Raahil Chopra
Jun 21, 2016

Cannes Lions 2016: Code of Creativity: 10-plus-year client-agency relationships win at twice the average rate

Razorfish's Daniel Bonner and Contagious Insider's Will Sansom revealed findings basis a study of 15 years' Lions-winning work

Cannes Lions 2016: Code of Creativity: 10-plus-year client-agency relationships win at twice the average rate
Daniel Bonner, global chief creative officer, Razorfish, and Will Sansom, director, Contagious Insider, took stage at the Cannes Lions International Festival of Creativity 2016, post a year of analysing Lion-winning work from the last 15 years. In their talk on 20 June, the duo presented findings from their study.
 
Setting up the talk, the speakers observed that from e-mail to AI, Big Data and now an AI creative director, the world of creativity has seen big changes. So they pondered over what role human creativity would play. With technology probably leveling the playing field, human creativity will step in to go one level higher, they surmised.
 
The premise for the 'Code of Creativity' was to demystify 'creativity', which the duo labelled as a 'mysterious, intangible thing'.
 
The sample they worked on was 4,00,000 entries from 40,000 agencies, from 123 countries. There were 15,000 winners. And 96 per cent of submissions fail to win at Cannes Lions. 
 
The gender divide
  • 53 top names for award-winning entries belonged to men 
  • 11 per cent of the winning entries featured a woman creative director
  • 9 per cent had women ECDs
  • 8 per cent had women CCOs  
  • The number has been decreasing (by 0.1 per cent) over the last five years
 
Budgets and winners 
 
Does a brand need a big budget to be creative? 
 
After studying the marketing spends of the top 100 brands globally, the duo figured that the budget had no impact on creativity (by Lion wins). 
 
The size of the agency doesn't matter either. Analysing 700 different agencies that won, they found that the win rate for a smaller agency wasn't much different from that of a bigger agency.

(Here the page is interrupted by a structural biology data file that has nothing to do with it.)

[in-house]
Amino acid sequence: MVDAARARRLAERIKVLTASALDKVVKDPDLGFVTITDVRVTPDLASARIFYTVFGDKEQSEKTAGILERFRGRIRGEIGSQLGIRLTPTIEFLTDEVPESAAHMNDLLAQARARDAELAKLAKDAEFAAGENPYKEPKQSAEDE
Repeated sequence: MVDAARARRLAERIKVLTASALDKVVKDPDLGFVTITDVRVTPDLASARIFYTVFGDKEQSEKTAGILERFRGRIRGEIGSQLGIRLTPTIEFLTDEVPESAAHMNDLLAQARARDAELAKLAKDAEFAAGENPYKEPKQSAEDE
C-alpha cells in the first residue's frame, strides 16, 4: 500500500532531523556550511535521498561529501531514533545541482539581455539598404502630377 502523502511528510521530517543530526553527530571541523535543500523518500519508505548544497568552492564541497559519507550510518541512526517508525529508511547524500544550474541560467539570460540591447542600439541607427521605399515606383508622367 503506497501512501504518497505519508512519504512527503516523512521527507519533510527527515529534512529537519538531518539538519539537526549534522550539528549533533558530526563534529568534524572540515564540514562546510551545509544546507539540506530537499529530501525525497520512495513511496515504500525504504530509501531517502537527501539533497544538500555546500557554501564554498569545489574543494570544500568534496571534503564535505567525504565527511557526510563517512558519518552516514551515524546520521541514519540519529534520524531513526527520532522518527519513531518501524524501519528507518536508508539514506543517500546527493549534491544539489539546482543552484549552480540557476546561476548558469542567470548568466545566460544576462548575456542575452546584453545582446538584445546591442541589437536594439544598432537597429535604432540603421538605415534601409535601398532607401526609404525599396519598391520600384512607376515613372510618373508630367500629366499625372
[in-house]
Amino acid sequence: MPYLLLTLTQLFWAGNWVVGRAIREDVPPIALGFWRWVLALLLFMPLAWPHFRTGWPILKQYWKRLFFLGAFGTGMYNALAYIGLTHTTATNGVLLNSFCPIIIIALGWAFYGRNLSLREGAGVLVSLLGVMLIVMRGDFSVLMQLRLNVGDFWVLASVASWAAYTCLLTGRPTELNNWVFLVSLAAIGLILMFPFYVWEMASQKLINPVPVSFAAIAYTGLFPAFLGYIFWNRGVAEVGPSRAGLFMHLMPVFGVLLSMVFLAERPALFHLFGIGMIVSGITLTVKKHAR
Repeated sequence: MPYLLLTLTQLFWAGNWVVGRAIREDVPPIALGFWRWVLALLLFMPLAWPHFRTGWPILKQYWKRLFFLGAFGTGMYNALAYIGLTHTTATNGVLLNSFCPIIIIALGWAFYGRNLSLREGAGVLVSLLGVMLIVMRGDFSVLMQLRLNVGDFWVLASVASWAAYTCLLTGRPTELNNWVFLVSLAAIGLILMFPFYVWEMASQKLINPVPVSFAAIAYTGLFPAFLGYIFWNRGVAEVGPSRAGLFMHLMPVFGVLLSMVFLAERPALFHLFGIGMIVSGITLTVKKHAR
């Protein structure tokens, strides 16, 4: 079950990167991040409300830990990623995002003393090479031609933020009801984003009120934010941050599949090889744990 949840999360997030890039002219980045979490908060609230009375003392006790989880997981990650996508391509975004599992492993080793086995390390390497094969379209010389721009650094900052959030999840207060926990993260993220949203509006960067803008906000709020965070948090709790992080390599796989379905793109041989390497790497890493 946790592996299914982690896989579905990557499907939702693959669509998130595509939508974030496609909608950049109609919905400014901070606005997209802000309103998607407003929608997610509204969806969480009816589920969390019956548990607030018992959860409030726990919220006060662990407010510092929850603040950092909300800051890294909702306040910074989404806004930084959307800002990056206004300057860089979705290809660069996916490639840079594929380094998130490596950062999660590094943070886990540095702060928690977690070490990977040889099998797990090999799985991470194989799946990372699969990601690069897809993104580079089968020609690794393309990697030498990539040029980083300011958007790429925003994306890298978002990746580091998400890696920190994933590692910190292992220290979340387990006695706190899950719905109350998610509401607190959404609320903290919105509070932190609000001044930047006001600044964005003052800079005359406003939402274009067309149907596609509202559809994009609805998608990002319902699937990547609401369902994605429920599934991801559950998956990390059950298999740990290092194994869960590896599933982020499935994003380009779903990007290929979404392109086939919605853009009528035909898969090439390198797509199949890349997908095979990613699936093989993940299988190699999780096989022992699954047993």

The third point considered under costs was the GDP of a country. They looked at 35 countries from Philippines (lowest GDP) to Norway (highest). Only three of the top 10 agencies belonged to the wealthier countries. They revealed that there was no meaningful connection, again. 
 
Bonner said, "Not all creativity costs, but that doesn't mean you have to look at cheap solutions."
 
Coming to a conclusion that cost isn't a factor when it comes to cracking the creativity code, the duo then looked at relationships.
 
Relationships matter 
 
Sansom said, "We looked at 5,00,000 entries and mapped the stuff that won. We saw a huge drop of agency-client entries after one year (99.94 per cent drop off). Those who stuck to each other saw a peak in terms of winning in the second year." 
 
The findings show that there is a drop-off again in the third year. But if the agency and client stick together and enter into the fourth year, they climb back up and go higher than the peak of the second year (sometimes), it was observed. Client-agency relationships of over 10 years were found to have twice the average win-rate.
 
Does team size matter?
 
A third consideration was the size of teams credited.
 
It was found that submissions with more people in the credits were more successful. Submissions with people credited below the level of director have had a higher win-rate.
 
Sansom added, "We need to kill the rockstar culture. Diversity delivers. You should look at collaboration, both internal and external. Entries where three or more agencies are credited have 42 per cent higher win rate than average."
Source:
Campaign India